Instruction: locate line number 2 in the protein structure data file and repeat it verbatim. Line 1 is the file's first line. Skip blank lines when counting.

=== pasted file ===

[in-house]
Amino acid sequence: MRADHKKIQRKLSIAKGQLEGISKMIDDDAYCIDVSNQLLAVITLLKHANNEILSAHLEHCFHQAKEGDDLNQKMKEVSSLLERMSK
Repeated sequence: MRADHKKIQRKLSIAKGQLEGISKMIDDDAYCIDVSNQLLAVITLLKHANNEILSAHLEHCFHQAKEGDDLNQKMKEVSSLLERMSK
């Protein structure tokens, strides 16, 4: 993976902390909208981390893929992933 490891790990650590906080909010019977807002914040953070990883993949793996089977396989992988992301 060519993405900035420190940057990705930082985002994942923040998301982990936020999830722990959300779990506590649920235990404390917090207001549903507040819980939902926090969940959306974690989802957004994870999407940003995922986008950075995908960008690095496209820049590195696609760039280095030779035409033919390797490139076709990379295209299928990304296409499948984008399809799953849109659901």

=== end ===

Amino acid sequence: MRADHKKIQRKLSIAKGQLEGISKMIDDDAYCIDVSNQLLAVITLLKHANNEILSAHLEHCFHQAKEGDDLNQKMKEVSSLLERMSK